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Evaluation of eConsult use by Defence Primary Healthcare primary care clinicians using a mixed-method approach
  1. Antony Sean Willman
  1. Academic Department of General Practice, RCDM, Birmingham, UK
  1. Correspondence to Dr Antony Sean Willman, Academic Department of General Practice, RCDM, Birmingham B15 2SQ, UK; aswillman{at}mac.com

Abstract

Introduction eConsult has recently been introduced into Defence Primary Healthcare to allow Service Personnel of the British Armed Forces and their dependants improved access to healthcare. This review sought the views of primary care clinicians using eConsult.

Method An 18-item survey was constructed after an initial scoping survey. This was then distributed to primary care clinicians in Defence Primary Healthcare to assess the broader applicability of the themes identified. Data synthesis of this alongside free-text responses from respondents was undertaken to explore advantages and disadvantages of eConsult.

Results Four themes were identified: accessibility, effects on working practices, impact on the dynamics of the consultation and training/administrative support. eConsult did not save time for clinicians but was generally more convenient for patients. eConsult was often used in conjunction with telephone and face-to-face follow-up, forming a ‘blended consultation’. Accessibility was improved, but cultural factors may affect some patients engaging.

Conclusions eConsult improves accessibility for patients but does not reduce workload. It should be used alongside conventional access methods, not instead of. It was found to be useful for straightforward clinical and administrative problems but less useful for more complex cases unless part of a ‘blended consultation’. Future use could be modified to provide greater data gathering for occupational health and chronic disease monitoring and should be monitored to ensure it is inclusive of all demographic groups.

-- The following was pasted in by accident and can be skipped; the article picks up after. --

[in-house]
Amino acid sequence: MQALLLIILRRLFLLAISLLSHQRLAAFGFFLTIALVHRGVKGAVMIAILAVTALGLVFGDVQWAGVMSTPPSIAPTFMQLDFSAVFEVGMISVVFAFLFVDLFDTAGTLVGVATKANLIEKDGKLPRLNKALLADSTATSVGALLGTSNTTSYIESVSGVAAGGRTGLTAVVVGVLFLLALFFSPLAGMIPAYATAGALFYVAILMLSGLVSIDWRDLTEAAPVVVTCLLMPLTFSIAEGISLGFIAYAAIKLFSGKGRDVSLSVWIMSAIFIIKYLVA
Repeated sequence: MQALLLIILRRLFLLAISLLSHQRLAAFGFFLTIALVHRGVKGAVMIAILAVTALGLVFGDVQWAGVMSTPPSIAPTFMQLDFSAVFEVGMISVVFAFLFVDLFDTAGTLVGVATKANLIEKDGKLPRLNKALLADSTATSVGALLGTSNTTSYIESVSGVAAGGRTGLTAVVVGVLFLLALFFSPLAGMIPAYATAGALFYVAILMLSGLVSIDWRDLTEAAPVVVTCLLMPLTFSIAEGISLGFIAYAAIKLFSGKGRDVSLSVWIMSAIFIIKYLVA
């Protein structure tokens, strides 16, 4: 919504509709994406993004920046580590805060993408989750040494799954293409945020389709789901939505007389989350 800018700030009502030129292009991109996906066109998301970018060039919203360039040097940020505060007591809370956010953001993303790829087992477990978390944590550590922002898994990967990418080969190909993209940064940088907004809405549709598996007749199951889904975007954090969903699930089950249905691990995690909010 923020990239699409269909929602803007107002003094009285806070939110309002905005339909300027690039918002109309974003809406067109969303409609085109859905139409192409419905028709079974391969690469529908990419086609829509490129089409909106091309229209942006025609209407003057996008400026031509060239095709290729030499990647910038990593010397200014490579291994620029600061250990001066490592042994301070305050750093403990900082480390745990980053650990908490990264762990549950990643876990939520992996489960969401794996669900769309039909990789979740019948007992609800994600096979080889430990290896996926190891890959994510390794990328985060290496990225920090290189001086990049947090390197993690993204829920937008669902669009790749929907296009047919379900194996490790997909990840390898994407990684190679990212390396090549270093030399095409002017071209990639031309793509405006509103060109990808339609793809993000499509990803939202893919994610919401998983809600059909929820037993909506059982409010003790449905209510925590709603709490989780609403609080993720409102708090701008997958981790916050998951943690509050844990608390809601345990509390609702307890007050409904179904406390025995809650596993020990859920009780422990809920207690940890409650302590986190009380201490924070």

• primary care
  • change management
  • organisational development

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Footnotes

  • Twitter @antonywillman

  • Collaborators Kate King and Matthew Boulter.

  • Contributors Peer review and advice was provided by Col M Smith L/RAMC (Defence Professor of General Practice and Primary Care), Surg Cdr K King RN (Senior Lecturer in General Practice) and Lt Col Matthew Boulter TD RAMC (Senior Lecturer in General Practice).

  • Funding The authors have not declared a specific grant for this research from any funding agency in the public, commercial or not-for-profit sectors.

  • Competing interests None declared.

  • Patient consent for publication Not required.

  • Ethics approval As this was a service evaluation, ethical approval was not required.

  • Data availability statement Data are available on reasonable request. All original data are held on secure REDCap servers in the University of Birmingham. It is available on request from the Academic Department of Military General Practice & Primary Care.

  • Supplemental material This content has been supplied by the author(s). It has not been vetted by BMJ Publishing Group Limited (BMJ) and may not have been peer-reviewed. Any opinions or recommendations discussed are solely those of the author(s) and are not endorsed by BMJ. BMJ disclaims all liability and responsibility arising from any reliance placed on the content. Where the content includes any translated material, BMJ does not warrant the accuracy and reliability of the translations (including but not limited to local regulations, clinical guidelines, terminology, drug names and drug dosages), and is not responsible for any error and/or omissions arising from translation and adaptation or otherwise.

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